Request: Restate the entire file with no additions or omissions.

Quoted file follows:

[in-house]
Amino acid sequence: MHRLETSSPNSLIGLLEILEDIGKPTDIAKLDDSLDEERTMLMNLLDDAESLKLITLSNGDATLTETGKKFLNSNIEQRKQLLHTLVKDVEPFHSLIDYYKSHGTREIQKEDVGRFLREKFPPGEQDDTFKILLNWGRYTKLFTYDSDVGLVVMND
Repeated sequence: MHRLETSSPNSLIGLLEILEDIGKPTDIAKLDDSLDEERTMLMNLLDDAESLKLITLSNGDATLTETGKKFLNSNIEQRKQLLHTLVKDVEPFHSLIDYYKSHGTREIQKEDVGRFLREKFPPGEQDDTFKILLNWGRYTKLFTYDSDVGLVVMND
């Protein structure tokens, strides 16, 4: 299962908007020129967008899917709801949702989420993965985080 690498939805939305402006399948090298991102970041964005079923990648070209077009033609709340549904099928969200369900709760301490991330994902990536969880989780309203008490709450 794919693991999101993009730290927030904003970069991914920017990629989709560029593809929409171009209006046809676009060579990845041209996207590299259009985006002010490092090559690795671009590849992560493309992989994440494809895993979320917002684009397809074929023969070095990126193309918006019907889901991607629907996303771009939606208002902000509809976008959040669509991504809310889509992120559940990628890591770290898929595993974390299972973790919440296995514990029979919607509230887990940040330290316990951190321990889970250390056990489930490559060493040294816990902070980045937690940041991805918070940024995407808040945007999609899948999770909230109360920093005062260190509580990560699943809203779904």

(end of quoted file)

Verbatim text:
[in-house]
Amino acid sequence: MHRLETSSPNSLIGLLEILEDIGKPTDIAKLDDSLDEERTMLMNLLDDAESLKLITLSNGDATLTETGKKFLNSNIEQRKQLLHTLVKDVEPFHSLIDYYKSHGTREIQKEDVGRFLREKFPPGEQDDTFKILLNWGRYTKLFTYDSDVGLVVMND
Repeated sequence: MHRLETSSPNSLIGLLEILEDIGKPTDIAKLDDSLDEERTMLMNLLDDAESLKLITLSNGDATLTETGKKFLNSNIEQRKQLLHTLVKDVEPFHSLIDYYKSHGTREIQKEDVGRFLREKFPPGEQDDTFKILLNWGRYTKLFTYDSDVGLVVMND
């Protein structure tokens, strides 16, 4: 299962908007020129967008899917709801949702989420993965985080 690498939805939305402006399948090298991102970041964005079923990648070209077009033609709340549904099928969200369900709760301490991330994902990536969880989780309203008490709450 794919693991999101993009730290927030904003970069991914920017990629989709560029593809929409171009209006046809676009060579990845041209996207590299259009985006002010490092090559690795671009590849992560493309992989994440494809895993979320917002684009397809074929023969070095990126193309918006019907889901991607629907996303771009939606208002902000509809976008959040669509991504809310889509992120559940990628890591770290898929595993974390299972973790919440296995514990029979919607509230887990940040330290316990951190321990889970250390056990489930490559060493040294816990902070980045937690940041991805918070940024995407808040945007999609899948999770909230109360920093005062260190509580990560699943809203779904």